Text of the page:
# StoppingPowerData

StoppingPowerData[entity,{"Particle"particle,"Energy"quantity},property]

gives the value of the specific property for the substance for the specified particle and the energy of that particle.

# Details

• gives a list of the available substances.
• StoppingPowerData["Properties"] gives a list of all properties available.
• Properties that do not apply or are not known in a particular case are indicated by Missing[].
• Properties are returned using Quantity where appropriate.
• Specifications for "Particle" can be "AlphaParticle", "Electron", "Photon", or "Proton".
• "Energy" should be specified as a Quantity.
• The "Name" property returns the common English name for a substance.
• Density-independent or mass stopping power properties include:
•  "BetheFormulaMassStoppingPower" stopping power calculated using the Bethe formula "CollisionMassStoppingPower" average rate of energy loss per unit path length due to collisions that result in the ionization and excitation of atoms "CSDARangeMassStoppingPower" path length traveled by a charged particle as it slows down to rest in an absorber material computed with the continuous slowing down approximation "ElectronicMassStoppingPower" average rate of energy loss per unit path length due to inelastic collisions with bound electrons in the medium "MassStoppingPower" total stopping power "NuclearMassStoppingPower" average rate of energy loss per unit path length due to inelastic collisions with atoms in the medium "RadiativeMassStoppingPower" average rate of energy loss per unit path length due to collisions with atoms and atomic electrons that result in Bremsstrahlung radiation
• Linear stopping power properties include:
•  "BetheFormulaLinearStoppingPower" stopping power calculated using the Bethe formula "CollisionLinearStoppingPower" average rate of energy loss per unit path length due to collisions that result in the ionization and excitation of atoms "CSDARangeLinearStoppingPower" path length traveled by a charged particle as it slows down to rest in an absorber material computed with the continuous slowing down approximation "ElectronicLinearStoppingPower" average rate of energy loss per unit path length due to inelastic collisions with bound electrons in the medium "LinearStoppingPower" total stopping power "NuclearLinearStoppingPower" average rate of energy loss per unit path length due to inelastic collisions with atoms in the medium "RadiativeLinearStoppingPower" average rate of energy loss per unit path length due to collisions with atoms and atomic electrons that result in Bremsstrahlung radiation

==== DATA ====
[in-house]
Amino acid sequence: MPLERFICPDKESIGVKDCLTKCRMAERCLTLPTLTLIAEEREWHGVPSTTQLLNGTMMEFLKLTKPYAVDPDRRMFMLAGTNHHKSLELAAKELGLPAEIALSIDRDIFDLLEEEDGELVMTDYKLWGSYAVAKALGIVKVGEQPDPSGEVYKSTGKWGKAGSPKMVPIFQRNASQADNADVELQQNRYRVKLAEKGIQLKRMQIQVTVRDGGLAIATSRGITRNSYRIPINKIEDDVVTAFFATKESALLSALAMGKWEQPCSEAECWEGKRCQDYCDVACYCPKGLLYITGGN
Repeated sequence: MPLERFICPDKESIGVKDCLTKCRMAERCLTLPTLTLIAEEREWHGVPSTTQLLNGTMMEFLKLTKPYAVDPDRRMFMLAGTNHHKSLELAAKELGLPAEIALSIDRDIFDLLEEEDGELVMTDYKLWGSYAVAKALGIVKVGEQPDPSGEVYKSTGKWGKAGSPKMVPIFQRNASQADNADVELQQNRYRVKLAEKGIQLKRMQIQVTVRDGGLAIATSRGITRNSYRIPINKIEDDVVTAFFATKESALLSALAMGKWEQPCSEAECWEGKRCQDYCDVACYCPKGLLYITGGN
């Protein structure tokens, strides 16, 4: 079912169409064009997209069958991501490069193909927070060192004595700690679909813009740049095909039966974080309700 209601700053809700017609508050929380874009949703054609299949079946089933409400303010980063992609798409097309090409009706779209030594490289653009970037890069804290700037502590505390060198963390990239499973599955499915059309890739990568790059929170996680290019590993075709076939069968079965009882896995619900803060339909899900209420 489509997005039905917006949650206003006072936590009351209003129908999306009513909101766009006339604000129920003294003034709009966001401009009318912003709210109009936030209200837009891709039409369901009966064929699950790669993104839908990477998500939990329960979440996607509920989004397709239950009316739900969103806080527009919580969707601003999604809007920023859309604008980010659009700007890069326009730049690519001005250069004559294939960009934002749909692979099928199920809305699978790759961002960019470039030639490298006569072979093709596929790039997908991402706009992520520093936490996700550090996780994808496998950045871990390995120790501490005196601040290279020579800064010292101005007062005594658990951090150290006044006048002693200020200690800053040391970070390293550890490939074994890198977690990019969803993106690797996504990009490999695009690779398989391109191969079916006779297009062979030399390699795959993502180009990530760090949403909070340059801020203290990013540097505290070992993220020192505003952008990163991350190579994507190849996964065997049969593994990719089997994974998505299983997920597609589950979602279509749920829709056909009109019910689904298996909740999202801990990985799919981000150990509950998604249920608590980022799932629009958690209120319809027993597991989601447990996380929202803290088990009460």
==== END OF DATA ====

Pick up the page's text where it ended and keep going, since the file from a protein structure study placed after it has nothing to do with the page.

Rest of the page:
• Absorption fraction properties include:
•  "AbsorptanceFraction" fraction of incident electromagnetic radiation that is absorbed in 1 mm of the absorber "DensityEffectParameter" reduction parameter in collision stopping power due to polarization of medium "HalfValueLayer" thickness at which radiation intensity is reduced by half "MassAttenuationCoefficient" mass attenuation coefficient "MassEnergyAbsorptionCoefficient" mass energy‐absorption coefficient "RadiationYield" fraction of the initial kinetic energy of an electron that is converted to Bremsstrahlung radiation "ShieldingThickness" approximation based on CSDA range "TenthValueLayer" thickness at which radiation intensity is reduced to a tenth "TransmittanceFraction" fraction of incident electromagnetic radiation that passes through an absorber in 1 mm
• Properties used in calculation of stopping power and related properties include:
•  "DensityEffectParameter" a parameter for computing collision stopping power "MassAttenuationCoefficient" mass attenuation coefficient "MassEnergyAbsorptionCoefficient" mass energy‐absorption coefficient
• StoppingPowerData is based on a wide range of sources, with enhancement at Wolfram Research by both human and algorithmic processing. Principal sources include: